• Dane Smith

NABat collaborators highlight the program's successes in the journal Ambio


NABat collaborators published the article, "NABat: A top-down, bottom-up solution to collaborative continental-scale monitoring," in the journal Ambio. In the publication, the authors highlight the North American Bat Monitoring Program (NABat) as an example of successful large-scale biological monitoring. The authors describe the difficulties inherent to broad-scale monitoring efforts, such as the conflict between ensuring data consistency and addressing the diverse local-scale research needs of partners. The publication outlines the ways in which NABat has balanced those requirements by providing a flexible sampling design enabling multi-scale analyses, establishing regional monitoring hubs to provide guidance and coordination, and developing robust web-based infrastructure for project planning and data contribution. The authors also provide recent examples of successful integration of local-scale questions into the broader goal of assessing the range-wide status and trends of North American bats. NABat's master sample, a probabilistic sample design, reduces the required sampling effort while ensuring statistically robust analyses. Integration of local research needs with continent-wide conservation questions is key to the long-term success of any such large-scale monitoring effort.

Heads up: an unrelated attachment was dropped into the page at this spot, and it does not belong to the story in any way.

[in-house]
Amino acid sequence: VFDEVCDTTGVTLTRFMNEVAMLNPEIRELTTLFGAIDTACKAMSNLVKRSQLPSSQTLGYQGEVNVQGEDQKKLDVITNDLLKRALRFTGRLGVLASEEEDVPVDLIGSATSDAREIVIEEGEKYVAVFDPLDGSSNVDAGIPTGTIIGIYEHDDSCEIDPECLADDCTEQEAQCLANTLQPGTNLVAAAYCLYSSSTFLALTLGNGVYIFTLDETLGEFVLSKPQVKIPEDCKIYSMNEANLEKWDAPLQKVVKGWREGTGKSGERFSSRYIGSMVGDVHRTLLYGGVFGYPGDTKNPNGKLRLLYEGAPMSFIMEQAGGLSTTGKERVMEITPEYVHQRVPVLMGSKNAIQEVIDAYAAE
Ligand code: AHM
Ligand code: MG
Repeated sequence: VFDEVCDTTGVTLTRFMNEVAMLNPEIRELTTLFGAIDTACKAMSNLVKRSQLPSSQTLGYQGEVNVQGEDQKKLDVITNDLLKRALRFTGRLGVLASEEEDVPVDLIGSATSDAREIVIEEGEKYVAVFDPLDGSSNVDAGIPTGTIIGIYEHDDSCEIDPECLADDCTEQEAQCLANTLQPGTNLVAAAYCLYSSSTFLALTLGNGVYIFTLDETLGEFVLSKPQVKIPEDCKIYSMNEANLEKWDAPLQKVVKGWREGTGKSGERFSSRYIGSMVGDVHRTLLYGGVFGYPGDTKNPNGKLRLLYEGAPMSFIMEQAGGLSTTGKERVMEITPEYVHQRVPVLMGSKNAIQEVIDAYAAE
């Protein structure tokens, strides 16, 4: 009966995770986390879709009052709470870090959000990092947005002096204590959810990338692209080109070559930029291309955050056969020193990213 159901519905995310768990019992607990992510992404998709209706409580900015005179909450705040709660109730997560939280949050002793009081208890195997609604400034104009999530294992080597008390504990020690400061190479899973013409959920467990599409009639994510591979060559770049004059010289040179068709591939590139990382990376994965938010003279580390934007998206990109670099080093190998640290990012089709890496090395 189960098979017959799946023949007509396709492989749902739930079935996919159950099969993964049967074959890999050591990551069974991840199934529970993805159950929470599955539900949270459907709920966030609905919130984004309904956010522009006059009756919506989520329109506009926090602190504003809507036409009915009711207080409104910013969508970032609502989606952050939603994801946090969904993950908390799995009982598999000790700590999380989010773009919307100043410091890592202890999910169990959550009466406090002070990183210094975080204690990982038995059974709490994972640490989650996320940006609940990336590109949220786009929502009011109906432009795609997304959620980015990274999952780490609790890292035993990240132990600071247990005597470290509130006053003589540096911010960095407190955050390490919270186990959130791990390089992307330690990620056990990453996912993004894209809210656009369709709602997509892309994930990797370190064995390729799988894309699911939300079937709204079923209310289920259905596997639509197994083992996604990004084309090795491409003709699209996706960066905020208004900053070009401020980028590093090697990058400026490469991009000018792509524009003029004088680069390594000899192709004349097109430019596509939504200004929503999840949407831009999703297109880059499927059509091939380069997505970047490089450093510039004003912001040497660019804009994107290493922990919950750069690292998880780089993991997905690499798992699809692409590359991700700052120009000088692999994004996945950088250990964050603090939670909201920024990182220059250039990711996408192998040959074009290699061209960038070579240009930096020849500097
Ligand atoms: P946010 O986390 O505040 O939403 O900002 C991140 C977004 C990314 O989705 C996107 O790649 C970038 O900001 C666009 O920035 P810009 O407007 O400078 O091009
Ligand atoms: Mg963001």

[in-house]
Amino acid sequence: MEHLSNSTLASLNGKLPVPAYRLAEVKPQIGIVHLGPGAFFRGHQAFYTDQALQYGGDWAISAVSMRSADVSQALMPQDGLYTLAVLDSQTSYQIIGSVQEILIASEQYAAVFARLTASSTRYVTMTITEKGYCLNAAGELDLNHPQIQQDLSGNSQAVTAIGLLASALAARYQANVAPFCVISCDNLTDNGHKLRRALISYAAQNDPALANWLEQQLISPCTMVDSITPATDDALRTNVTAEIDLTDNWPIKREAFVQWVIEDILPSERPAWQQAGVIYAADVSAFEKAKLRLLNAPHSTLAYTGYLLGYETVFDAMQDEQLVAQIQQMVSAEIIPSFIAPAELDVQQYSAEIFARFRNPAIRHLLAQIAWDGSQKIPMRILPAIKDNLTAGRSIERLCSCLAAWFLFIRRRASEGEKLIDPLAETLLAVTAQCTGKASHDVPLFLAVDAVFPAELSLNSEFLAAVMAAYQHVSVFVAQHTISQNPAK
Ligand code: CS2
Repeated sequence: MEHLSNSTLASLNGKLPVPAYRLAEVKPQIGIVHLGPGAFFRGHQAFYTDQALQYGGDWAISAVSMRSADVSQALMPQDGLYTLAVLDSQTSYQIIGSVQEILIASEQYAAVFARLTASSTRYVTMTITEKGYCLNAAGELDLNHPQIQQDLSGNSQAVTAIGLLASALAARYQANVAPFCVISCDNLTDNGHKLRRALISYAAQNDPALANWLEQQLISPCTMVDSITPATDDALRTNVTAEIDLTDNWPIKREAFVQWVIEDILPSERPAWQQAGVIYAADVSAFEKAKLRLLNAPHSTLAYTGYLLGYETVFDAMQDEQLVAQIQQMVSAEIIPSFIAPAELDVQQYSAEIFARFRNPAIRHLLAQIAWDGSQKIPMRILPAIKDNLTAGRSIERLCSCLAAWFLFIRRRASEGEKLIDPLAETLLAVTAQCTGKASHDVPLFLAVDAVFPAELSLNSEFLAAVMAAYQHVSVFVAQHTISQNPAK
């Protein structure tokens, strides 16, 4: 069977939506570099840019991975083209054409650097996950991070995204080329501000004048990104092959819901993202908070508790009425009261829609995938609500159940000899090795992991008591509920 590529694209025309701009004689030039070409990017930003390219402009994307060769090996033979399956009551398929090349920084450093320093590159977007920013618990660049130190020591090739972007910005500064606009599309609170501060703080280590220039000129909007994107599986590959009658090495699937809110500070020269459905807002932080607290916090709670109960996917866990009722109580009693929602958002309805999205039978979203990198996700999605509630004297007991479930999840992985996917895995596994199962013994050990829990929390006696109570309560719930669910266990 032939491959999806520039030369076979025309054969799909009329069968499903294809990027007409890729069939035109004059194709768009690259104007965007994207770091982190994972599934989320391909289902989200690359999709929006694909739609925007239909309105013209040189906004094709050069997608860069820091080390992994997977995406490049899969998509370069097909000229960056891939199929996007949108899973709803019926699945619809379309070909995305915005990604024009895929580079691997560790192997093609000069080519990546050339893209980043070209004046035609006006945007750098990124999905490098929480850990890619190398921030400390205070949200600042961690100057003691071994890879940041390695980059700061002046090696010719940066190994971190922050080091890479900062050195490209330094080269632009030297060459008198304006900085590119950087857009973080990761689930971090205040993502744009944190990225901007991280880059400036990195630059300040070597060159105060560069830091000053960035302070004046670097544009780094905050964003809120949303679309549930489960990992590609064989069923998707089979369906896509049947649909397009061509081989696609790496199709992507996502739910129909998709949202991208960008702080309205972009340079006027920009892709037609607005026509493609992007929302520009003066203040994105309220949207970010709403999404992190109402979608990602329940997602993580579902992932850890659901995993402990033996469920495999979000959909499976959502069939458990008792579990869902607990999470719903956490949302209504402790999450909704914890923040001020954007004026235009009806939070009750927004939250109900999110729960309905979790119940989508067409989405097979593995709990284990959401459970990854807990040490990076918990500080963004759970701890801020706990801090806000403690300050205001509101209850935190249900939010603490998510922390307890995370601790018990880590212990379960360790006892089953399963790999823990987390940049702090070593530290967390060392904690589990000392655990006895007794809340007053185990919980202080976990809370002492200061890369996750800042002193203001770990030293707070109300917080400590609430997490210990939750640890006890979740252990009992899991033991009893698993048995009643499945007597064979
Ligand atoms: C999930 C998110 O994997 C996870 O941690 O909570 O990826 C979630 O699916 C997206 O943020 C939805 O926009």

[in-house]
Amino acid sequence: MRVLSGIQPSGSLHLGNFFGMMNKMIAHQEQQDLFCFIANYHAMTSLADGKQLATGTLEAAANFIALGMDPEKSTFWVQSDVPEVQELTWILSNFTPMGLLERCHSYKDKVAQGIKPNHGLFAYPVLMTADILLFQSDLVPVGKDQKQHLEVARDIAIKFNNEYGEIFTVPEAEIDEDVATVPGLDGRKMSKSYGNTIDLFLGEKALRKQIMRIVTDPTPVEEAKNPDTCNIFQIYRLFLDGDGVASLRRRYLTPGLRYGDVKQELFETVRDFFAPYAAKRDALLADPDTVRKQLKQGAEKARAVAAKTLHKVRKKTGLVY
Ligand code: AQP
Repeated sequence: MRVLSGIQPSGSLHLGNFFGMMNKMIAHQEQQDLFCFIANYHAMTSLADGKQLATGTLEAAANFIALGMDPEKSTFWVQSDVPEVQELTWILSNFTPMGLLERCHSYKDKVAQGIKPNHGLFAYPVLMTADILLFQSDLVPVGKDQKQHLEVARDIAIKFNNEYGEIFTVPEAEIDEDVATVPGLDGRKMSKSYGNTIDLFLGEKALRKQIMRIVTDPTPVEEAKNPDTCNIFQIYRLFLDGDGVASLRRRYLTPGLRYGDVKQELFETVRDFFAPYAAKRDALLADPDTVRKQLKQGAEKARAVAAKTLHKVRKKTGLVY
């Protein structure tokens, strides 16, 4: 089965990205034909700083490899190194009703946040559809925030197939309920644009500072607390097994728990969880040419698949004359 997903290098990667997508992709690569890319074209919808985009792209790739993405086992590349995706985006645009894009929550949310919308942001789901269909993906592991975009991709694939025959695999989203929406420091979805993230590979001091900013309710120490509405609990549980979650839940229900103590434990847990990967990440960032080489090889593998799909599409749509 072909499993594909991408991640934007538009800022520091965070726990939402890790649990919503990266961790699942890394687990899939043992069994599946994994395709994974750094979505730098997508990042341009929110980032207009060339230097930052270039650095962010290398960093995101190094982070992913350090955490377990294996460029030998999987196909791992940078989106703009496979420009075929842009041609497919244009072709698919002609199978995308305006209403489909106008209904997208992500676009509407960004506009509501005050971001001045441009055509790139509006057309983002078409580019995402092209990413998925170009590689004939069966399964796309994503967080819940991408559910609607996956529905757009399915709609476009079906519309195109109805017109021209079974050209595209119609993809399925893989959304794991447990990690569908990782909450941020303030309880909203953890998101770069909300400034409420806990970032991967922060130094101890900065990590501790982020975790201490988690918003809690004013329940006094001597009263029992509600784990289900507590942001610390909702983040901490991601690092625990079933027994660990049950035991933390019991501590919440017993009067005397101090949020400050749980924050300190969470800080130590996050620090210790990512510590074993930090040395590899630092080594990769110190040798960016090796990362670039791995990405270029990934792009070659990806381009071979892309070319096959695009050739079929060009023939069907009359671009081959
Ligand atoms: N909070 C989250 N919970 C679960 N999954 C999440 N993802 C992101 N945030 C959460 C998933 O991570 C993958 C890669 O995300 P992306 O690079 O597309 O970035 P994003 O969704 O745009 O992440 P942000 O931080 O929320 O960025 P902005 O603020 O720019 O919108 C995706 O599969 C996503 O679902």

Reichert, B.E., M. Bayless, T.L. Cheng, J.T.H. Coleman, C.M. Francis, W.E. Frick, B.S. Gotthold, K.M. Irvine, C. Lausen, H. Li, S.C. Loeb, J.D. Reichard, T.J. Rodhouse, J.L. Segers, J.L. Siemers, W.E. Thogmartin, and T.J. Weller. 2021. NABat: A top-down, bottom-up solution to collaborative continental-scale monitoring. Ambio.


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